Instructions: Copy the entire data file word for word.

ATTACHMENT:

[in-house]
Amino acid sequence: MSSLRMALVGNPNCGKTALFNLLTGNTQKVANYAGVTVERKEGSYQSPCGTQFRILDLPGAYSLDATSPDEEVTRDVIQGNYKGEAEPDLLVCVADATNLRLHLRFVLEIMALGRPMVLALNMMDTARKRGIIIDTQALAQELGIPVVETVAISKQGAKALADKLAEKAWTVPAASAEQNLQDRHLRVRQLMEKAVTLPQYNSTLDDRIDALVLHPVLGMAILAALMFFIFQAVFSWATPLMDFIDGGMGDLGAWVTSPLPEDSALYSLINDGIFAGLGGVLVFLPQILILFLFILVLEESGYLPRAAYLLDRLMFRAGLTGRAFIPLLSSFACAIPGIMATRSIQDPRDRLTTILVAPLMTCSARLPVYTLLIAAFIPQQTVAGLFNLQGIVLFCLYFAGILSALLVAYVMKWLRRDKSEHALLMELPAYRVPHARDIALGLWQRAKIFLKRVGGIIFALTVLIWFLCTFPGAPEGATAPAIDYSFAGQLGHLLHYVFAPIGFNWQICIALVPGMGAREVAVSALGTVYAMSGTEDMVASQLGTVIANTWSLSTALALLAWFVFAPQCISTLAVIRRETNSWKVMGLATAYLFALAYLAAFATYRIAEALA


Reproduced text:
[in-house]
Amino acid sequence: MSSLRMALVGNPNCGKTALFNLLTGNTQKVANYAGVTVERKEGSYQSPCGTQFRILDLPGAYSLDATSPDEEVTRDVIQGNYKGEAEPDLLVCVADATNLRLHLRFVLEIMALGRPMVLALNMMDTARKRGIIIDTQALAQELGIPVVETVAISKQGAKALADKLAEKAWTVPAASAEQNLQDRHLRVRQLMEKAVTLPQYNSTLDDRIDALVLHPVLGMAILAALMFFIFQAVFSWATPLMDFIDGGMGDLGAWVTSPLPEDSALYSLINDGIFAGLGGVLVFLPQILILFLFILVLEESGYLPRAAYLLDRLMFRAGLTGRAFIPLLSSFACAIPGIMATRSIQDPRDRLTTILVAPLMTCSARLPVYTLLIAAFIPQQTVAGLFNLQGIVLFCLYFAGILSALLVAYVMKWLRRDKSEHALLMELPAYRVPHARDIALGLWQRAKIFLKRVGGIIFALTVLIWFLCTFPGAPEGATAPAIDYSFAGQLGHLLHYVFAPIGFNWQICIALVPGMGAREVAVSALGTVYAMSGTEDMVASQLGTVIANTWSLSTALALLAWFVFAPQCISTLAVIRRETNSWKVMGLATAYLFALAYLAAFATYRIAEALA